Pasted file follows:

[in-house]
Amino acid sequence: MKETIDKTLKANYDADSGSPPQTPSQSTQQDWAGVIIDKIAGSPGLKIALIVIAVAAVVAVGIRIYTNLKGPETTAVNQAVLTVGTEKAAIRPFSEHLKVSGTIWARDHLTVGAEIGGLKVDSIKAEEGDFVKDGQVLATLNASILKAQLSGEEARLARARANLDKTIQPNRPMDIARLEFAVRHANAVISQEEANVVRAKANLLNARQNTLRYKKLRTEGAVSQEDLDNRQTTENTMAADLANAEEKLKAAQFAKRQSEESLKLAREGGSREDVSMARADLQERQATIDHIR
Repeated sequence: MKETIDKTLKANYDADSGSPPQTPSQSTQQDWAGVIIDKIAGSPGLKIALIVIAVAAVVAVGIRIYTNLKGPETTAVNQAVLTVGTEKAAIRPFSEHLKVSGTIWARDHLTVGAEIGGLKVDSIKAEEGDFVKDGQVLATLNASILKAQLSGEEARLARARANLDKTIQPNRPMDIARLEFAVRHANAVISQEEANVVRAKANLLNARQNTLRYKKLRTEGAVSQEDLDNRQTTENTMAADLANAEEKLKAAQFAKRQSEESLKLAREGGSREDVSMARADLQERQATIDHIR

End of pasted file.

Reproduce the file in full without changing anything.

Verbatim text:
[in-house]
Amino acid sequence: MKETIDKTLKANYDADSGSPPQTPSQSTQQDWAGVIIDKIAGSPGLKIALIVIAVAAVVAVGIRIYTNLKGPETTAVNQAVLTVGTEKAAIRPFSEHLKVSGTIWARDHLTVGAEIGGLKVDSIKAEEGDFVKDGQVLATLNASILKAQLSGEEARLARARANLDKTIQPNRPMDIARLEFAVRHANAVISQEEANVVRAKANLLNARQNTLRYKKLRTEGAVSQEDLDNRQTTENTMAADLANAEEKLKAAQFAKRQSEESLKLAREGGSREDVSMARADLQERQATIDHIR
Repeated sequence: MKETIDKTLKANYDADSGSPPQTPSQSTQQDWAGVIIDKIAGSPGLKIALIVIAVAAVVAVGIRIYTNLKGPETTAVNQAVLTVGTEKAAIRPFSEHLKVSGTIWARDHLTVGAEIGGLKVDSIKAEEGDFVKDGQVLATLNASILKAQLSGEEARLARARANLDKTIQPNRPMDIARLEFAVRHANAVISQEEANVVRAKANLLNARQNTLRYKKLRTEGAVSQEDLDNRQTTENTMAADLANAEEKLKAAQFAKRQSEESLKLAREGGSREDVSMARADLQERQATIDHIR